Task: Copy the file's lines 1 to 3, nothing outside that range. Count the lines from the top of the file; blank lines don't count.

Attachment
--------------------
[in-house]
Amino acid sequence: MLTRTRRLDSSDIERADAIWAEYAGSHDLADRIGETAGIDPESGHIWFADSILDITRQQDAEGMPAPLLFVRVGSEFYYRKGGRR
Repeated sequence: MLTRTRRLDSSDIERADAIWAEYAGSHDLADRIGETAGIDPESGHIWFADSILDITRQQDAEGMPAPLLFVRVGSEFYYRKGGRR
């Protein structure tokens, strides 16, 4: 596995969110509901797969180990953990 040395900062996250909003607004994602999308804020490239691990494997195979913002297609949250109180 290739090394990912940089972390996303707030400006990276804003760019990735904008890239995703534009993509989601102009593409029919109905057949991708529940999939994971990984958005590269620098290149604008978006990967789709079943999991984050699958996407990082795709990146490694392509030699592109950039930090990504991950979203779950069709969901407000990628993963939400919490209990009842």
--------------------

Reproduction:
[in-house]
Amino acid sequence: MLTRTRRLDSSDIERADAIWAEYAGSHDLADRIGETAGIDPESGHIWFADSILDITRQQDAEGMPAPLLFVRVGSEFYYRKGGRR
Repeated sequence: MLTRTRRLDSSDIERADAIWAEYAGSHDLADRIGETAGIDPESGHIWFADSILDITRQQDAEGMPAPLLFVRVGSEFYYRKGGRR